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ESPN: Look, we re-upped with Tim Tebow, so get off our case

By —— Bio and Archives--May 10, 2017

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We love Tim Tebow here - even if he does play in the Mets organization - and we’re always happy to hear that something positive has happened in his career and in his life. So when ESPN re-upped with Tebow on his deal to be part of its college football studio offerings, we were nothing if not pleased. If Tebow wants to do TV while pursuing his baseball dreams, we’re all over it.

But we couldn’t help but wonder: Does ESPN usually make such a big deal out of an existing talent re-signing? Because if one were inclined to be a little suspicious, one might almost suspect they had an ulterior motive in trumpeting this:

ESPN has announced a multiyear agreement with Tim Tebow, who will continue as an analyst on the SEC Network.


Tebow has worked as a studio analyst for the SEC Network since its 2014 debut. He will remain part of SEC Nation, the network’s traveling Saturday pregame show.

“Over the last three years ESPN and the SEC Nation crew have become like family,” Tebow said in a news release. “I love the passion that SEC fans bring to our set every Saturday morning and I look forward to continuing to share my own love of the game with fans on ESPN and SEC Network.”

Maybe the mere fact that ESPN kept someone instead of getting rid of them makes this news.

But with all the attention they’ve been getting lately about their leftward political tilt and the corresponding drop in their ratings and revenues, it’s hard not to infer a subtext: Look, conservatives, we’re keeping Tim Tebow. OK? It’s Tim Tebow! So get off our case, will ya?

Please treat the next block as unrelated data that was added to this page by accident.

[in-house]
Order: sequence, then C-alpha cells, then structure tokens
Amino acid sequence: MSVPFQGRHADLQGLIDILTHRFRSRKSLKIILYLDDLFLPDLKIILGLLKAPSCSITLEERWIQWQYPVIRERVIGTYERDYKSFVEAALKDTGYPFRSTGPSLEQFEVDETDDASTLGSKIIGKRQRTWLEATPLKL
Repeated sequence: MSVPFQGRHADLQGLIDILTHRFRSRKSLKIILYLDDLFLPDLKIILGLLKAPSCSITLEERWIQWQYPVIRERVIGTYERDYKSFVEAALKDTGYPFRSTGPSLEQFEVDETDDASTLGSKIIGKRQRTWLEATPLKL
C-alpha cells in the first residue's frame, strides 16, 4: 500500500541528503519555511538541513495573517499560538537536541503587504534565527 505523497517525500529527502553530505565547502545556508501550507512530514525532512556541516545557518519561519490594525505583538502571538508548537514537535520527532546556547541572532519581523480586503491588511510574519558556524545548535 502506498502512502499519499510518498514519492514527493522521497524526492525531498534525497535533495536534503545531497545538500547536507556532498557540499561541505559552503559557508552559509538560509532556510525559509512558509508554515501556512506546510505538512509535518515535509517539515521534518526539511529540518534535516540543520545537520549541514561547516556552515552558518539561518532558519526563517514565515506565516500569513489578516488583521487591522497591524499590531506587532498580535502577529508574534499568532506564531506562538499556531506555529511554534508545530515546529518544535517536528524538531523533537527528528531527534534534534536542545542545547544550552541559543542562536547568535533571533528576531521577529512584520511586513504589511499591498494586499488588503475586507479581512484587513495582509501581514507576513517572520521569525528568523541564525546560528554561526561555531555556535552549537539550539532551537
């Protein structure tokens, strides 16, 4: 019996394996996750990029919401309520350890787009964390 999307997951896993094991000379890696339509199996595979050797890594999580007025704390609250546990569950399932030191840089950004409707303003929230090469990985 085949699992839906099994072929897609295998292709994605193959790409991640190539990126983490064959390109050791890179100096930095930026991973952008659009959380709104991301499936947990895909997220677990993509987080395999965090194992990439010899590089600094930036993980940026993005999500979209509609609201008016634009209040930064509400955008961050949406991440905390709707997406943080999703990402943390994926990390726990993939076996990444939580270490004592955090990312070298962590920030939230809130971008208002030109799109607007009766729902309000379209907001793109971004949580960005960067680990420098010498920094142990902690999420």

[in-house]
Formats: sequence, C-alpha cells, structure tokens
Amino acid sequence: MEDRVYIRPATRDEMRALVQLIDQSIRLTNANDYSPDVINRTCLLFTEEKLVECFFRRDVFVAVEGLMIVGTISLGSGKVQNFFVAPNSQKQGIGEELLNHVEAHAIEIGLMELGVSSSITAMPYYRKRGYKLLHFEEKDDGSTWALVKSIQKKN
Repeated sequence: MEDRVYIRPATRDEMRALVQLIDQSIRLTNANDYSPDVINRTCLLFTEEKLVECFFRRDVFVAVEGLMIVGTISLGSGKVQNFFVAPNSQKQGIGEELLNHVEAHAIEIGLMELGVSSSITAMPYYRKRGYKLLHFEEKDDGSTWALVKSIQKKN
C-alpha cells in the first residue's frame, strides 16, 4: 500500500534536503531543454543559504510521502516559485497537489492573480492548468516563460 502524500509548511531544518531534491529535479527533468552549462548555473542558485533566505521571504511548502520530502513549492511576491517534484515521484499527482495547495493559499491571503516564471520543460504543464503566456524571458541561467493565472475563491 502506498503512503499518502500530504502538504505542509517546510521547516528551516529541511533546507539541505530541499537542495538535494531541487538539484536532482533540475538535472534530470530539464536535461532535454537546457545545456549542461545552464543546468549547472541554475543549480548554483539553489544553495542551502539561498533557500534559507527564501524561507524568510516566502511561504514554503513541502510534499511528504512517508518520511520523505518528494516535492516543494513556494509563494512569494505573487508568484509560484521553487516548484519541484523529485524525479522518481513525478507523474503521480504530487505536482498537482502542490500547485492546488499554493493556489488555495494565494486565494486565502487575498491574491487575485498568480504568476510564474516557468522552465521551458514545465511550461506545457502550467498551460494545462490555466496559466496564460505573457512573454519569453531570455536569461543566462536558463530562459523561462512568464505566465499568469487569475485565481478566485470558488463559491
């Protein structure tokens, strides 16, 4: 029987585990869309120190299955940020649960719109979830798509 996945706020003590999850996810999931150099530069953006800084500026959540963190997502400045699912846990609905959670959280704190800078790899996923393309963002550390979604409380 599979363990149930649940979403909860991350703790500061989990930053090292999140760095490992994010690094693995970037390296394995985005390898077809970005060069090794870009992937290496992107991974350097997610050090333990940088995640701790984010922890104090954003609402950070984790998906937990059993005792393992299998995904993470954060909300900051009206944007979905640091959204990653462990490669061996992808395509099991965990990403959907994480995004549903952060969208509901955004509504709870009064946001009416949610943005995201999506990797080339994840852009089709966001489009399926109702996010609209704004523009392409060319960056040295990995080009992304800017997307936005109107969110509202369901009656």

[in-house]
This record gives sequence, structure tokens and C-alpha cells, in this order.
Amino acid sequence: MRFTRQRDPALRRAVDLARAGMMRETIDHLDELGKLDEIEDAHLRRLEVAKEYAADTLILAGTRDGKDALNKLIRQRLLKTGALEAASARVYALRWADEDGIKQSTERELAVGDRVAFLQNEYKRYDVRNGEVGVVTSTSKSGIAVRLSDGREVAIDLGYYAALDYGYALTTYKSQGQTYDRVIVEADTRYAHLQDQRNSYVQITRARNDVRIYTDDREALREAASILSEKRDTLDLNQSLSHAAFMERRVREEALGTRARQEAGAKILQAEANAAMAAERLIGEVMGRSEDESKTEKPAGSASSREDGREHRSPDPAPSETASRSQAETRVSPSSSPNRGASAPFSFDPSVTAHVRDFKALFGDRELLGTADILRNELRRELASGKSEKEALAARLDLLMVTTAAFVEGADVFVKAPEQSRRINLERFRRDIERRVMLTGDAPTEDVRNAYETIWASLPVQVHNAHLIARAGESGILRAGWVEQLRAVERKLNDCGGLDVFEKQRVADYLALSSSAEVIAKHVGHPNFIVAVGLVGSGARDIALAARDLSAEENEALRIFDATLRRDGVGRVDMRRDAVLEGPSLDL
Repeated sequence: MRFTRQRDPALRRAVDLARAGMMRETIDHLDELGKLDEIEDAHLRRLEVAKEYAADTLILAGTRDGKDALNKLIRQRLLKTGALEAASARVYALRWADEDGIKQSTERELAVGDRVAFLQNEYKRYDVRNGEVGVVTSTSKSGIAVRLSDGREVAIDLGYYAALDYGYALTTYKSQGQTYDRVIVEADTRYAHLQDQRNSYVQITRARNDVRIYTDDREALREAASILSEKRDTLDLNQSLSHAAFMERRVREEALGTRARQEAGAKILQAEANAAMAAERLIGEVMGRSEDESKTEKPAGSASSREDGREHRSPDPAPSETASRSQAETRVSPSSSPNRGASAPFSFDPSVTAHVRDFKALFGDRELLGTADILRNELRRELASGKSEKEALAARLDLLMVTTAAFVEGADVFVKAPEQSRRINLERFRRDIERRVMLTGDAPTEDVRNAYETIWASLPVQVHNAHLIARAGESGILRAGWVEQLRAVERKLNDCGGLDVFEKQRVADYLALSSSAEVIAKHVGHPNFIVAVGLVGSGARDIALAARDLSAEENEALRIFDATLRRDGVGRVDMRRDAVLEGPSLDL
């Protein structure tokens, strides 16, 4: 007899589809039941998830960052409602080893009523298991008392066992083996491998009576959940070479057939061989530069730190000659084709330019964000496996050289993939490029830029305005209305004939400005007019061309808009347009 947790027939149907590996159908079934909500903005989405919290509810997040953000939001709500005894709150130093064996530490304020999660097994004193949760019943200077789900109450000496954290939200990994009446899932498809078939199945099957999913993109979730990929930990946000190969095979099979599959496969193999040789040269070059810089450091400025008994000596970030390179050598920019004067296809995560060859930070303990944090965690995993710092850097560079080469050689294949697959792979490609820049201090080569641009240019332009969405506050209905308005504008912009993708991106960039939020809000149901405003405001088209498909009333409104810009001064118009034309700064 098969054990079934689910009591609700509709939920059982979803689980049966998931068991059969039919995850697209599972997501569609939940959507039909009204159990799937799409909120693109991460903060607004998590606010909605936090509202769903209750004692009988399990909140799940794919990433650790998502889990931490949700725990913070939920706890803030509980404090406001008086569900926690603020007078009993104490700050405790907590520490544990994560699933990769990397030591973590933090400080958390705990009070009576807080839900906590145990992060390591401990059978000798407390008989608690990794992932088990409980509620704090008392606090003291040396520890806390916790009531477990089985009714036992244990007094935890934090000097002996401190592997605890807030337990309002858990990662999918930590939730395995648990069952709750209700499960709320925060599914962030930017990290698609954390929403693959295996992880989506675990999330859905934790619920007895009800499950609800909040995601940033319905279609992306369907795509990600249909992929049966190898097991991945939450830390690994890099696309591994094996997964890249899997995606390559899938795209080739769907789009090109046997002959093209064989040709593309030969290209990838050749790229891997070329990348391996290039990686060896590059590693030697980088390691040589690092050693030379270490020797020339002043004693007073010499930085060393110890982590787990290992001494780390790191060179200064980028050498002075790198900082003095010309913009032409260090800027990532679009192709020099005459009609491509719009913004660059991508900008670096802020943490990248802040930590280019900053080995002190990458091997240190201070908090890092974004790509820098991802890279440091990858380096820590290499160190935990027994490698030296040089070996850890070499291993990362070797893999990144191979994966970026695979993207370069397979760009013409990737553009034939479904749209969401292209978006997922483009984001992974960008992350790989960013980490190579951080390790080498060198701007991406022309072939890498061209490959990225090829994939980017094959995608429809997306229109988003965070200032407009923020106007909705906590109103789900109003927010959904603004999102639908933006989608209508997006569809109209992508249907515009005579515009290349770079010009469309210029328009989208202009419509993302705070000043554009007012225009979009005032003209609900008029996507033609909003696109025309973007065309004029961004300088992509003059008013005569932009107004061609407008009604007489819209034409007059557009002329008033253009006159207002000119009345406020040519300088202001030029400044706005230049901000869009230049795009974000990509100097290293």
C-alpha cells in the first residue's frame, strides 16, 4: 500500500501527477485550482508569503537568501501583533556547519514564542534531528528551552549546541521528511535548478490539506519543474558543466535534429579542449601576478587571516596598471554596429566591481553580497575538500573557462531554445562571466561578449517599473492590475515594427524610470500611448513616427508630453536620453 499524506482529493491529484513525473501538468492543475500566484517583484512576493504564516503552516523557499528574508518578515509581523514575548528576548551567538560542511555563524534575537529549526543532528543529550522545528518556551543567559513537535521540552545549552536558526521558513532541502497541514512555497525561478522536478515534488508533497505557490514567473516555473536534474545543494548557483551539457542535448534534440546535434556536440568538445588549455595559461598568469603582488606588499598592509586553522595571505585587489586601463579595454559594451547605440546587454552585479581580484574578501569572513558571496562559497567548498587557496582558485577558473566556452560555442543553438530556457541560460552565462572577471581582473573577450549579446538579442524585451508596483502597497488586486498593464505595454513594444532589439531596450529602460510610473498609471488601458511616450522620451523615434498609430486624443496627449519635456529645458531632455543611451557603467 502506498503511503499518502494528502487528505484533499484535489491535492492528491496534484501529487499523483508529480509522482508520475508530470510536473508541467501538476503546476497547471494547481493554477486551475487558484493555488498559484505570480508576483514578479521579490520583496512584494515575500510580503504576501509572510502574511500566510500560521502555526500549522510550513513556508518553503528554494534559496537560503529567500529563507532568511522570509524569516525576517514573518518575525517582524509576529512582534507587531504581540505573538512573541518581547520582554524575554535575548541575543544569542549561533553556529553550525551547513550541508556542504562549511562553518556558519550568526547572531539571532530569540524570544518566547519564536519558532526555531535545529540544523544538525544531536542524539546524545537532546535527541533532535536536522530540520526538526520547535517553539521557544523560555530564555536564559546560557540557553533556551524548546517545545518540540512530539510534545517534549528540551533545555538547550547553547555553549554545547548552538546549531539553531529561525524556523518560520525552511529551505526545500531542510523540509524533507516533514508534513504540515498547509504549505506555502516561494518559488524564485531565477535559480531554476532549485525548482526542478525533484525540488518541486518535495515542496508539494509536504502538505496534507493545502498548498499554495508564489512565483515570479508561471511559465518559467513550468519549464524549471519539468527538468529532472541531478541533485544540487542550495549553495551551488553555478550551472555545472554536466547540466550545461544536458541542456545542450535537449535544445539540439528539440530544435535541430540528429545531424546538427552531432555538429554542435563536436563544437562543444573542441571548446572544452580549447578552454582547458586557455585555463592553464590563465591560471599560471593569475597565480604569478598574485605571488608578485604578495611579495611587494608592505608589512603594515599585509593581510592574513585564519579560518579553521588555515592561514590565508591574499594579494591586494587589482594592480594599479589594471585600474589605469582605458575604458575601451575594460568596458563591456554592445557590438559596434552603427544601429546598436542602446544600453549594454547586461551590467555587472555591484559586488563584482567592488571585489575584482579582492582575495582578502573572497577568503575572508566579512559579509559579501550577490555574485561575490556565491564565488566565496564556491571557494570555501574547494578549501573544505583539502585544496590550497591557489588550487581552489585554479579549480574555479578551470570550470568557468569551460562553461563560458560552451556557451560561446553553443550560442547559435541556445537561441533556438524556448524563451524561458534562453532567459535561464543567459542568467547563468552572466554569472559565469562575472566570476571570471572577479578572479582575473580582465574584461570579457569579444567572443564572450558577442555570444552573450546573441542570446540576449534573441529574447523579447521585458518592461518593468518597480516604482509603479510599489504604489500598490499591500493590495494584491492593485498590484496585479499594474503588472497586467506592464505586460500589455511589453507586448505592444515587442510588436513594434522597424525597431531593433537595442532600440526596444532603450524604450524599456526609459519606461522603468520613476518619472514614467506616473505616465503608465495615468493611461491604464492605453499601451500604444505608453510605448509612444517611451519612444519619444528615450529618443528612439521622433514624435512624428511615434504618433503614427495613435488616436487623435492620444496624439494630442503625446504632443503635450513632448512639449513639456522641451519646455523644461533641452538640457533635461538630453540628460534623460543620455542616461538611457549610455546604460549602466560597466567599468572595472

Tebow is not the type to get into controversial issues on social media or elsewhere, with the obvious exception of his unflinching embrace of the Gospel of Jesus Christ. It’s more his style to lead by example than to talk, so maybe ESPN isn’t concerned he’s going to go Curt Schilling on them and actually say something that sends liberal viewers scurrying to their safe spaces.

Or maybe Tebow’s been told he’d better not.

I’m not much of a college football fan so I don’t expect to be watching much of Tebow’s on-air stylings, but I wish him nothing but success. And maybe this does show that ESPN has learned something. If so, it will good for them, good for sports fans and good for pretty much everyone.


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Dan Calabrese’s column is distributed by HermanCain.com, which can be found at HermanCain

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